Now You Can Finally See If Your Match Is Actually in a Relationship
People on dating apps aren't always totally honest? We're stunned.
That was the general reaction to the controversial report last week that, based on one small survey, 42% of people on Tinder are actually in relationships. While Tinder strongly refuted that high stat, another app has decided to address such dishonesty head-on by putting relationship statuses on people's profiles.
Hinge announced on Wednesday that Hinge profiles will now show whether a user is "married," "engaged," or "in a relationship," based on the user's relationship status on Facebook. The opt-in feature will be part of the permissions process when registering for Hinge
"The move is in response to learning that 1.6% of our users are married or engaged and wanting to ensure we maintain a trustworthy environment for those who do want to meet someone more seriously," a Hinge representative told Mic.
"Hinge is currently for finding relationships, and we want to keep it that way."
The move is a solid decision for Hinge, given all the negative attention Tinder received after the unflattering survey data hit the fan.
Clearly, determined cheaters (or mere window-shoppers, aka "Tinder tourists") can find a workaround on Hinge: The relationship status relies on Facebook data alone, which plenty of people don't bother to use anyway. As BuzzFeed so perfectly put it, "What was once a relationship milestone is now a cheesy relic of the aughts." Not to mention there are plenty of other things we're more likely to lie about on our dating profiles, from our heights to our body shapes.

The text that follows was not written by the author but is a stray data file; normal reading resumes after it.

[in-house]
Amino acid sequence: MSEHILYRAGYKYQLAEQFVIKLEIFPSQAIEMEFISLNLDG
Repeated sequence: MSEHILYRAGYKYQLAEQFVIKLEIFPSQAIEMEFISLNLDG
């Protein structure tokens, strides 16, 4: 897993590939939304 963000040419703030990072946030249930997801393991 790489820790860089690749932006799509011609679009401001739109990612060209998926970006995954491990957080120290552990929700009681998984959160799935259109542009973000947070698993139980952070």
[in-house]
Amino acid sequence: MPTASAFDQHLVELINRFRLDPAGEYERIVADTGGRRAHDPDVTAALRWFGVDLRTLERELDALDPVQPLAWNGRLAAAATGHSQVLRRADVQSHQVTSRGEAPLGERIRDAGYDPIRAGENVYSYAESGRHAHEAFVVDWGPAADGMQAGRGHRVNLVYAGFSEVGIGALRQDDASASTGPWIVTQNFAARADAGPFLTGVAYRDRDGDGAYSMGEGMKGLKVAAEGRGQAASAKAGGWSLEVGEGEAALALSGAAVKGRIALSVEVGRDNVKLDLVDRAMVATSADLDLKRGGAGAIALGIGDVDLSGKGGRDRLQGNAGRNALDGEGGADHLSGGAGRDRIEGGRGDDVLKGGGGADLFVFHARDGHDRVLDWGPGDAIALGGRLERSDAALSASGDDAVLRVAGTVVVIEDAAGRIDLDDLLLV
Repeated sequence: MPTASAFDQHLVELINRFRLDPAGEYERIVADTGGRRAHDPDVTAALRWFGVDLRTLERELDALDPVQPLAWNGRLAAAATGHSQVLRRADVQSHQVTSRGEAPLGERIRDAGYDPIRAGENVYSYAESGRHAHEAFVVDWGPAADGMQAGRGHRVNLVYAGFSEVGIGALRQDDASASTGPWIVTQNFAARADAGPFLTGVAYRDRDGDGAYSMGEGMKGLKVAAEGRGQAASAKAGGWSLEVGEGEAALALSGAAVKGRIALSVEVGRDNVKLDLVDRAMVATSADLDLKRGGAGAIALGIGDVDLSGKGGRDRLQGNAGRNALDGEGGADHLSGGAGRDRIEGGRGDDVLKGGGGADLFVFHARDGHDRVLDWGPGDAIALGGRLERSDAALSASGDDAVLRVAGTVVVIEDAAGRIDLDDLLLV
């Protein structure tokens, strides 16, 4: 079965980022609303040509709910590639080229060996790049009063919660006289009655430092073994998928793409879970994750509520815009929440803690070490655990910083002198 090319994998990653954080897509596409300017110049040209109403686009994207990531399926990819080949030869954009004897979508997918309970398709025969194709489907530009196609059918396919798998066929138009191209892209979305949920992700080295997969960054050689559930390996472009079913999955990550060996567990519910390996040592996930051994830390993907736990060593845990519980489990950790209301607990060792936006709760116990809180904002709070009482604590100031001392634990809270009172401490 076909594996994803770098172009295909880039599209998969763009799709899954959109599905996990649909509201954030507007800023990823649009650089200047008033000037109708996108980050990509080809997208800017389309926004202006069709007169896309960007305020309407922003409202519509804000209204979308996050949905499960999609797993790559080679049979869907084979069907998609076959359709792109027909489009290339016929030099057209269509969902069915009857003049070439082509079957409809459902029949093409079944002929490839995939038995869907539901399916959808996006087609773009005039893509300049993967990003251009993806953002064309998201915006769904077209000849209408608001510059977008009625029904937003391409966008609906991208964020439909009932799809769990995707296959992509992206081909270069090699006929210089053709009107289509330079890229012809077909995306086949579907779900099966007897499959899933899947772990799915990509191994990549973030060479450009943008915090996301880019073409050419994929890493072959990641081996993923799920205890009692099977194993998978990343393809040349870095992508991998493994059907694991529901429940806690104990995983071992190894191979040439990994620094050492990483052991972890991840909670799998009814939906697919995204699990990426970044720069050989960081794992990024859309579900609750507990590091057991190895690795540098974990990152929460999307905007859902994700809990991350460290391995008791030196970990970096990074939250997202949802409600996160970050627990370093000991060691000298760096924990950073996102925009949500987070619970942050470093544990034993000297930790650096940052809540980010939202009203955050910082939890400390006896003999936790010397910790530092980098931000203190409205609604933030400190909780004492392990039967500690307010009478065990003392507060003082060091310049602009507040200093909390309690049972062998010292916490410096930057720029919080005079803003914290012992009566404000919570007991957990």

But hey, there are some extremely honest online daters who make no secret of their relationship statuses:
UPDATE - May 22, 2015, 7:44 am: Hinge has reached out to Mic with the reassuring (?) news that, since implementing the "relationship status" option, at least 450 men have signed off the app.
Hinge's vice president of marketing said in a statement, "We see a natural attrition rate week to week, but this was nearly 40% higher than normal for men. Women, on the other hand seemed to appreciate the news, with 26% more than normal joining." Hmmm...
h/t the Daily Dot